ZZ Plant Propagation is quite simple, and if you know the methods, you can multiply one of the most loved houseplants into many with ease.
The ZZ plant or Zamioculcas zamiifolia belongs to the Araceae family. Native to South Africa, it is an ornamental houseplant with deep green glossy leaves that reflect sunlight. As it tolerates low light, dry surroundings and purifies the air, growing it indoors makes a lot of sense.
All these benefits make this plant expensive, and if you’re not willing to shell out your hard-earned money, you can start ZZ Plant Propagation at home after knowing these tips.
Check out our article on ZZ Plant benefits here
Growing ZZ Plant from Division
The quickest way to multiply a large and full-size ZZ plant is by division. This way, you can have 2-3 more plants, depending more on the size of the mother plant.
- Carefully remove the mother plant from the soil. It is better if you’ll wear gloves to protect your hands from their irritating sap.
- Also, make sure the soil is neither too moist nor too dry when you start the division.
- Gently tap the root ball to remove excess soil. Trim the rotten or dead roots, if any, using a shear.
- Look for any natural points of division in the root ball. This will allow you to make fewer cuts to the plant.
- Using a sharp knife, cut the rhizomes from which the roots are emerging. Make sure each section has its share of roots and sets of leaves to survive.
- Plant each section in a pot filled with a regular houseplant potting mix and water thoroughly.
For more information, watch this tutorial video here
Propagating ZZ Plant Cutting in Water
- Using a shear, snip off 5-8 inches long cutting with top leaves from the plant. Make sure to cut it at a 45-degree angle.
- Now, position the cutting in a transparent jar or glass filled with room temperature water.
- Make sure to change the water every 5-7 days or whenever it becomes hazy.
- Keep this cutting in indirect sunlight. You can also expose it to 2-3 hours of the morning sun to encourage growth.
- Keep a close eye on the base of the cutting. When you notice that it has developed an inch of roots, you can then transplant it into the soil.
Note: Propagate 3-4 cuttings in water for a better success rate.
Start growing indoor plants from cuttings in water with these Propagation Station Ideas here
Propagating ZZ Stem Cutting in Soil
Propagating ZZ plant from stem cuttings is not comparatively that much easy and successful method as the division, but it works:
- Cut off 5-7 inches of healthy stems from the plant with two to three leaves on them. Let their cut end dry off in a cool and dry place for a few hours.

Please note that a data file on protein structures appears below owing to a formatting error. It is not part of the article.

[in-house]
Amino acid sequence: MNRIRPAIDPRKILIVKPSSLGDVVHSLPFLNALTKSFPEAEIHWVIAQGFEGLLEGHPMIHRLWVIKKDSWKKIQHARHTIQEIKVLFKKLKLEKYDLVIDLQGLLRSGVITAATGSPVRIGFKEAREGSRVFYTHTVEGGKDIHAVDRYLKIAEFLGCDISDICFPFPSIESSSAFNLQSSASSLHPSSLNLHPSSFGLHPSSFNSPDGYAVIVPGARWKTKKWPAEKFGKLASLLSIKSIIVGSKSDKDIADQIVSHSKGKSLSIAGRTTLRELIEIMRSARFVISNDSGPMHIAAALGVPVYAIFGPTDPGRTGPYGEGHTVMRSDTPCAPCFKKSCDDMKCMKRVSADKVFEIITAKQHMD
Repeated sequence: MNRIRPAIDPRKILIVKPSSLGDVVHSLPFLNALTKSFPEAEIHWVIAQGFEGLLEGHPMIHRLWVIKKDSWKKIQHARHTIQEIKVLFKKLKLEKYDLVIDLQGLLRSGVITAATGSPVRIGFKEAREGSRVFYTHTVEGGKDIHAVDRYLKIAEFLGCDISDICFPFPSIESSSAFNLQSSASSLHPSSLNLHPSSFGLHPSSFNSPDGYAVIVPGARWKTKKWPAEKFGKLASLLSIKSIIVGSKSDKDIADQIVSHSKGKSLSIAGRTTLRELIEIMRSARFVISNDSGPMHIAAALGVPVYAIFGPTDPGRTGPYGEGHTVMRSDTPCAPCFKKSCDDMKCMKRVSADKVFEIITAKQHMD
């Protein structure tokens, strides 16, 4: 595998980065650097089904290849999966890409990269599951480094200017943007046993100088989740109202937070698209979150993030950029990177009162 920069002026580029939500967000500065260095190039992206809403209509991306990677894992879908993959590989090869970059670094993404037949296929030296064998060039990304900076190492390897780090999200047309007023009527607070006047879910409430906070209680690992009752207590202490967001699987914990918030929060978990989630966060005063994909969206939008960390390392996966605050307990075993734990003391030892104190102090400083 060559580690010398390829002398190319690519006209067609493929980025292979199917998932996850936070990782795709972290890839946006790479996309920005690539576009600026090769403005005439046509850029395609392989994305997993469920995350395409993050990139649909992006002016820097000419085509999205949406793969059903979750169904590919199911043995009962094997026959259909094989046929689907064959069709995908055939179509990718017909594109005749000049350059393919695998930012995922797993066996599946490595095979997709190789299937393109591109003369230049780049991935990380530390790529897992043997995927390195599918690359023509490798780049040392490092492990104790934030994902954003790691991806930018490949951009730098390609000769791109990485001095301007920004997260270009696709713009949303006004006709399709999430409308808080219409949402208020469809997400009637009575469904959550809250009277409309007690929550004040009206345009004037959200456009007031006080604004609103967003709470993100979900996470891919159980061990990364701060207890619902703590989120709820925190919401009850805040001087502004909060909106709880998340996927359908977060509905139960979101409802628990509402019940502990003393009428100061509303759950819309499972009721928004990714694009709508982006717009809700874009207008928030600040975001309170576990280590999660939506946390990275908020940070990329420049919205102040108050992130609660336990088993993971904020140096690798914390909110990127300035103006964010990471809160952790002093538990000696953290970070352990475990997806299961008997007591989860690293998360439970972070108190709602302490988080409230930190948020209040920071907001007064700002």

- Now, dip your cuttings in a rooting hormone and pot them individually or together in small 3-4 inches containers filled with a soilless mix.
- You can also use half perlite and half peat for a medium or grow them in just coconut coir.
- Don’t place the pots in an area that gets harsh sunlight.
- Keep the soil slightly moist all the time without making it waterlogged. The cutting will start new growth in 60-90 days.
Note: You will see much better results in temperature around 70-85 F (20-30 C).
ZZ Plant Propagation from Leaf Cuttings
The ZZ leaf propagation method will test your patience, and it’ll take time to grow into a new plant, but that’s an easy way too:
- Snip off a few healthy leaves with 2 inches of stems attached to each of them.
- Let the cut ends heal for several hours or up to a couple of days so that they form a callus.
- Mix some potting mix in a pot and insert the leaves in a standing position. Avoid burying too deep.
- Because ZZ is succulent, you should not keep the soil saturated. Just mist the growing medium regularly to maintain slight moisture when you see it getting dried.
- If you’ve got a greenhouse, shift the pot there. This way, leaves will develop into new plants in 4-6 weeks.
- You can also keep that in a shady spot, but you may see results a bit late if the temperature is not around 80 F (27 C).
Growing ZZ Plant from Seeds
ZZ plant’s seeds are rare to find. It is the least common way to propagate it, which is why it’s better if you grow it from cuttings or division.
How to Re-pot the Cuttings
Once your cuttings grow roots, follow these tips to re-pot them successfully:
- Ensure your pots have enough drainage holes because this succulent plant hates waterlogged soil.
- Use a well-draining potting mix–any soilless succulent mix would be a good start. You can also make it at home with the recipes here.
- You may need to support the plant as well with a bamboo stick or something similar.